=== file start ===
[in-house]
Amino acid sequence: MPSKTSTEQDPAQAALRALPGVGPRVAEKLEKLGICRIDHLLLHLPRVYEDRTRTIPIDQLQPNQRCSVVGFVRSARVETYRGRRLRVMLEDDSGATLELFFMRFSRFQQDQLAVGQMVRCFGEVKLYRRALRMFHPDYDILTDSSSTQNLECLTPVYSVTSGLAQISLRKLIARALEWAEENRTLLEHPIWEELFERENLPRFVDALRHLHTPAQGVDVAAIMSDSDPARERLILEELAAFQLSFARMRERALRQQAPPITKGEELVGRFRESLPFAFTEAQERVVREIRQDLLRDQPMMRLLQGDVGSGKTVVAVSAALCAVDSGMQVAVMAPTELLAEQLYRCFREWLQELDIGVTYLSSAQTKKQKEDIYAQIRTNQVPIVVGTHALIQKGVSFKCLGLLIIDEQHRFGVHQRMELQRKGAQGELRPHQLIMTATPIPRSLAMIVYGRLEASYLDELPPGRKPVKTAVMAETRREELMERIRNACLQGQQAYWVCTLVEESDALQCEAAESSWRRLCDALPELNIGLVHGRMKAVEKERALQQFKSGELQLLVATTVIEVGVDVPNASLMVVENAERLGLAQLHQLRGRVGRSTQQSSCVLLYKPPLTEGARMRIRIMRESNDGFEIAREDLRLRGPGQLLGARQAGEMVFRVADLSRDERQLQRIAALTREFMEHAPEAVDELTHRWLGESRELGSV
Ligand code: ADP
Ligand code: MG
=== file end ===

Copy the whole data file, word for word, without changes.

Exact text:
[in-house]
Amino acid sequence: MPSKTSTEQDPAQAALRALPGVGPRVAEKLEKLGICRIDHLLLHLPRVYEDRTRTIPIDQLQPNQRCSVVGFVRSARVETYRGRRLRVMLEDDSGATLELFFMRFSRFQQDQLAVGQMVRCFGEVKLYRRALRMFHPDYDILTDSSSTQNLECLTPVYSVTSGLAQISLRKLIARALEWAEENRTLLEHPIWEELFERENLPRFVDALRHLHTPAQGVDVAAIMSDSDPARERLILEELAAFQLSFARMRERALRQQAPPITKGEELVGRFRESLPFAFTEAQERVVREIRQDLLRDQPMMRLLQGDVGSGKTVVAVSAALCAVDSGMQVAVMAPTELLAEQLYRCFREWLQELDIGVTYLSSAQTKKQKEDIYAQIRTNQVPIVVGTHALIQKGVSFKCLGLLIIDEQHRFGVHQRMELQRKGAQGELRPHQLIMTATPIPRSLAMIVYGRLEASYLDELPPGRKPVKTAVMAETRREELMERIRNACLQGQQAYWVCTLVEESDALQCEAAESSWRRLCDALPELNIGLVHGRMKAVEKERALQQFKSGELQLLVATTVIEVGVDVPNASLMVVENAERLGLAQLHQLRGRVGRSTQQSSCVLLYKPPLTEGARMRIRIMRESNDGFEIAREDLRLRGPGQLLGARQAGEMVFRVADLSRDERQLQRIAALTREFMEHAPEAVDELTHRWLGESRELGSV
Ligand code: ADP
Ligand code: MG